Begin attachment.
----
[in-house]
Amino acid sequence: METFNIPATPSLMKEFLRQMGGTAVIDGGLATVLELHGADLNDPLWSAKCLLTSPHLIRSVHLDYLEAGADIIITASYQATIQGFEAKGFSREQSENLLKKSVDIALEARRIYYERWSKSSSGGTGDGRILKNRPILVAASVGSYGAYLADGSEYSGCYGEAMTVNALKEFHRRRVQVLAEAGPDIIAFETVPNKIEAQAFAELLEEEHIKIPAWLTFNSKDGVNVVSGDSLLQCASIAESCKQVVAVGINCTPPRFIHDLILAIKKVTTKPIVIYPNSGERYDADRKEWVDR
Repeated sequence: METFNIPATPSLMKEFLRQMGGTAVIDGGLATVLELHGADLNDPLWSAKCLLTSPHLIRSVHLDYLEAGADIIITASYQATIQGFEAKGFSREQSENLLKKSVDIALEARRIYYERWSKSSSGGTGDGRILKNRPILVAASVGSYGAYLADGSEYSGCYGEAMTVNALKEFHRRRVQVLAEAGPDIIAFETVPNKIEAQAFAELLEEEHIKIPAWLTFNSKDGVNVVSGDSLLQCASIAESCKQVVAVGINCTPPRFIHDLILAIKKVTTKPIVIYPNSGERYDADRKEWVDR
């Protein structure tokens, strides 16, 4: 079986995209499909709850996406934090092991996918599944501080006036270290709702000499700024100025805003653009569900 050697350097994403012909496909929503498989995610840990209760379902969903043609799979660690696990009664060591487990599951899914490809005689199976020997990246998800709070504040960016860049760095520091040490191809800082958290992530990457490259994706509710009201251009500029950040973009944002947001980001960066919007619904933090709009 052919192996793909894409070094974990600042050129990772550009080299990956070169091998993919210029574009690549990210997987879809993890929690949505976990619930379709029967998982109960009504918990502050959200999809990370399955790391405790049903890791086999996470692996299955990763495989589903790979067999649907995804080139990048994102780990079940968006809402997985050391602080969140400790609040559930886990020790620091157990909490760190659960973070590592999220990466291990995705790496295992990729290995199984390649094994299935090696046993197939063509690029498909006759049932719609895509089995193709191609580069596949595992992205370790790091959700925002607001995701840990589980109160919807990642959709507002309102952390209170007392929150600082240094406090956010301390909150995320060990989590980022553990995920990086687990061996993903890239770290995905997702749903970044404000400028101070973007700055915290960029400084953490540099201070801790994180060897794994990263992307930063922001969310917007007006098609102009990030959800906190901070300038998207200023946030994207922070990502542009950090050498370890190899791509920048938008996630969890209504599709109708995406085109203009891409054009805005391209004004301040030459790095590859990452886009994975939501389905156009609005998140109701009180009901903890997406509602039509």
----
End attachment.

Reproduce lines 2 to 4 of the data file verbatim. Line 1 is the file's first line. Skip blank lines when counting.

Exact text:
Amino acid sequence: METFNIPATPSLMKEFLRQMGGTAVIDGGLATVLELHGADLNDPLWSAKCLLTSPHLIRSVHLDYLEAGADIIITASYQATIQGFEAKGFSREQSENLLKKSVDIALEARRIYYERWSKSSSGGTGDGRILKNRPILVAASVGSYGAYLADGSEYSGCYGEAMTVNALKEFHRRRVQVLAEAGPDIIAFETVPNKIEAQAFAELLEEEHIKIPAWLTFNSKDGVNVVSGDSLLQCASIAESCKQVVAVGINCTPPRFIHDLILAIKKVTTKPIVIYPNSGERYDADRKEWVDR
Repeated sequence: METFNIPATPSLMKEFLRQMGGTAVIDGGLATVLELHGADLNDPLWSAKCLLTSPHLIRSVHLDYLEAGADIIITASYQATIQGFEAKGFSREQSENLLKKSVDIALEARRIYYERWSKSSSGGTGDGRILKNRPILVAASVGSYGAYLADGSEYSGCYGEAMTVNALKEFHRRRVQVLAEAGPDIIAFETVPNKIEAQAFAELLEEEHIKIPAWLTFNSKDGVNVVSGDSLLQCASIAESCKQVVAVGINCTPPRFIHDLILAIKKVTTKPIVIYPNSGERYDADRKEWVDR
């Protein structure tokens, strides 16, 4: 079986995209499909709850996406934090092991996918599944501080006036270290709702000499700024100025805003653009569900 050697350097994403012909496909929503498989995610840990209760379902969903043609799979660690696990009664060591487990599951899914490809005689199976020997990246998800709070504040960016860049760095520091040490191809800082958290992530990457490259994706509710009201251009500029950040973009944002947001980001960066919007619904933090709009 052919192996793909894409070094974990600042050129990772550009080299990956070169091998993919210029574009690549990210997987879809993890929690949505976990619930379709029967998982109960009504918990502050959200999809990370399955790391405790049903890791086999996470692996299955990763495989589903790979067999649907995804080139990048994102780990079940968006809402997985050391602080969140400790609040559930886990020790620091157990909490760190659960973070590592999220990466291990995705790496295992990729290995199984390649094994299935090696046993197939063509690029498909006759049932719609895509089995193709191609580069596949595992992205370790790091959700925002607001995701840990589980109160919807990642959709507002309102952390209170007392929150600082240094406090956010301390909150995320060990989590980022553990995920990086687990061996993903890239770290995905997702749903970044404000400028101070973007700055915290960029400084953490540099201070801790994180060897794994990263992307930063922001969310917007007006098609102009990030959800906190901070300038998207200023946030994207922070990502542009950090050498370890190899791509920048938008996630969890209504599709109708995406085109203009891409054009805005391209004004301040030459790095590859990452886009994975939501389905156009609005998140109701009180009901903890997406509602039509």